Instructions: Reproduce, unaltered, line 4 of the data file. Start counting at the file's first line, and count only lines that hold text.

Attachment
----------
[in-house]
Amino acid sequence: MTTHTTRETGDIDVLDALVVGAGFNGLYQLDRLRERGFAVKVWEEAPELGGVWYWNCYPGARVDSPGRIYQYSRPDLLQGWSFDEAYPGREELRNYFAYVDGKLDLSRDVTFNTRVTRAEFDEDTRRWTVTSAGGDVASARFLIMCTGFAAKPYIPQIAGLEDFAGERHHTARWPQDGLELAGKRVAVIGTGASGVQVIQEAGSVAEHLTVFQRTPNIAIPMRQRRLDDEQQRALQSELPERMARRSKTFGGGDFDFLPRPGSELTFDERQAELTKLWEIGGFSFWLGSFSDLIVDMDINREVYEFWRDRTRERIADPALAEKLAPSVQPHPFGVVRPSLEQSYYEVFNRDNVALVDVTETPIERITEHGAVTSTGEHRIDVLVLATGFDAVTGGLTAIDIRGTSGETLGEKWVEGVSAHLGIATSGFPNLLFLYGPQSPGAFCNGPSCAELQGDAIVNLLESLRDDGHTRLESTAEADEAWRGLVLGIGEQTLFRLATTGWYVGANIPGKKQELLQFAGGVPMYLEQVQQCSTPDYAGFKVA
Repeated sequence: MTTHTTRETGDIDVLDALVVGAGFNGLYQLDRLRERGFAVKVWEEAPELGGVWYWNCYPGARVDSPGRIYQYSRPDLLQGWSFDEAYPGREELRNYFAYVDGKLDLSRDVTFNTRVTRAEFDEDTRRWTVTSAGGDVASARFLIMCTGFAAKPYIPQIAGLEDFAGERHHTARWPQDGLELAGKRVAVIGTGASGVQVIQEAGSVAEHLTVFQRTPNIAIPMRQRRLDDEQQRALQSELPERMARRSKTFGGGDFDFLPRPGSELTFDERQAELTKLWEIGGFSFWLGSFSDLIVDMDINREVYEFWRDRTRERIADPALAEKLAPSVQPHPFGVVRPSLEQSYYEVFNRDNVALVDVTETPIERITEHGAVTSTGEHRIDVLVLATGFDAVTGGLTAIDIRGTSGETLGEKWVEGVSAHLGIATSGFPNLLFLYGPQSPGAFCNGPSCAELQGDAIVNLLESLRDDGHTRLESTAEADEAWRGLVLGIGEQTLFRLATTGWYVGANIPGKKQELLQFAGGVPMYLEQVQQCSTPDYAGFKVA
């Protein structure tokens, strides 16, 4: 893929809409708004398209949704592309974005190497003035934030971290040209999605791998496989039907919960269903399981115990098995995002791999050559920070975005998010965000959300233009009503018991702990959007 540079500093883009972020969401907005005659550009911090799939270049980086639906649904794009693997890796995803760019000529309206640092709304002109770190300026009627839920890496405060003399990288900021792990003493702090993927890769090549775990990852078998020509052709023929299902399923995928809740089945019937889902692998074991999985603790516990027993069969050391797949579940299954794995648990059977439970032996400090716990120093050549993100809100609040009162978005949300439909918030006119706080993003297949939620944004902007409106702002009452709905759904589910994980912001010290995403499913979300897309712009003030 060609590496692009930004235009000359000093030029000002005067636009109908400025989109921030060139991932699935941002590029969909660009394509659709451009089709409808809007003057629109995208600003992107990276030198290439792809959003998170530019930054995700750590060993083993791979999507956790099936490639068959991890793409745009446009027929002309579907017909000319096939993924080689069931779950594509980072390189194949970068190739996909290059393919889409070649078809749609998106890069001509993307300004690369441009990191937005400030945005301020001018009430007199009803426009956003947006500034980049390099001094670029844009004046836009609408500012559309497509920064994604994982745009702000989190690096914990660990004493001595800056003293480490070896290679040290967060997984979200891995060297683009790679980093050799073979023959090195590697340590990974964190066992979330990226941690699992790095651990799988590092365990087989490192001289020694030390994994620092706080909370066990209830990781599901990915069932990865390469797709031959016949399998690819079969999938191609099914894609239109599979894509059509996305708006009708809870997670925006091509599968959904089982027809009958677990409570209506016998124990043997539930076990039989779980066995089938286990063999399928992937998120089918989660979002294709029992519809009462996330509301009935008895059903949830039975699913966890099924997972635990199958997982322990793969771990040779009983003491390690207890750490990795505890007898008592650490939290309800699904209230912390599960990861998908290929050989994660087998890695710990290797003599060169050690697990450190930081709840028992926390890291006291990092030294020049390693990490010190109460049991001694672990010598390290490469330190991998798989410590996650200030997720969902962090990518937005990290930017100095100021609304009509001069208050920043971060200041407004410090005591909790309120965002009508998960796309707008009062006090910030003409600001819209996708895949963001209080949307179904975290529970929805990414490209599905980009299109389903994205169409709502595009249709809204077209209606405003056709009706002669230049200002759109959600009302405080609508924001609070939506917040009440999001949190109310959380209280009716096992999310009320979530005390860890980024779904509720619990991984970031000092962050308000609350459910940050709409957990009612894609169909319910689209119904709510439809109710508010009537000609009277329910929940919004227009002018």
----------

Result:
């Protein structure tokens, strides 16, 4: 893929809409708004398209949704592309974005190497003035934030971290040209999605791998496989039907919960269903399981115990098995995002791999050559920070975005998010965000959300233009009503018991702990959007 540079500093883009972020969401907005005659550009911090799939270049980086639906649904794009693997890796995803760019000529309206640092709304002109770190300026009627839920890496405060003399990288900021792990003493702090993927890769090549775990990852078998020509052709023929299902399923995928809740089945019937889902692998074991999985603790516990027993069969050391797949579940299954794995648990059977439970032996400090716990120093050549993100809100609040009162978005949300439909918030006119706080993003297949939620944004902007409106702002009452709905759904589910994980912001010290995403499913979300897309712009003030 060609590496692009930004235009000359000093030029000002005067636009109908400025989109921030060139991932699935941002590029969909660009394509659709451009089709409808809007003057629109995208600003992107990276030198290439792809959003998170530019930054995700750590060993083993791979999507956790099936490639068959991890793409745009446009027929002309579907017909000319096939993924080689069931779950594509980072390189194949970068190739996909290059393919889409070649078809749609998106890069001509993307300004690369441009990191937005400030945005301020001018009430007199009803426009956003947006500034980049390099001094670029844009004046836009609408500012559309497509920064994604994982745009702000989190690096914990660990004493001595800056003293480490070896290679040290967060997984979200891995060297683009790679980093050799073979023959090195590697340590990974964190066992979330990226941690699992790095651990799988590092365990087989490192001289020694030390994994620092706080909370066990209830990781599901990915069932990865390469797709031959016949399998690819079969999938191609099914894609239109599979894509059509996305708006009708809870997670925006091509599968959904089982027809009958677990409570209506016998124990043997539930076990039989779980066995089938286990063999399928992937998120089918989660979002294709029992519809009462996330509301009935008895059903949830039975699913966890099924997972635990199958997982322990793969771990040779009983003491390690207890750490990795505890007898008592650490939290309800699904209230912390599960990861998908290929050989994660087998890695710990290797003599060169050690697990450190930081709840028992926390890291006291990092030294020049390693990490010190109460049991001694672990010598390290490469330190991998798989410590996650200030997720969902962090990518937005990290930017100095100021609304009509001069208050920043971060200041407004410090005591909790309120965002009508998960796309707008009062006090910030003409600001819209996708895949963001209080949307179904975290529970929805990414490209599905980009299109389903994205169409709502595009249709809204077209209606405003056709009706002669230049200002759109959600009302405080609508924001609070939506917040009440999001949190109310959380209280009716096992999310009320979530005390860890980024779904509720619990991984970031000092962050308000609350459910940050709409957990009612894609169909319910689209119904709510439809109710508010009537000609009277329910929940919004227009002018």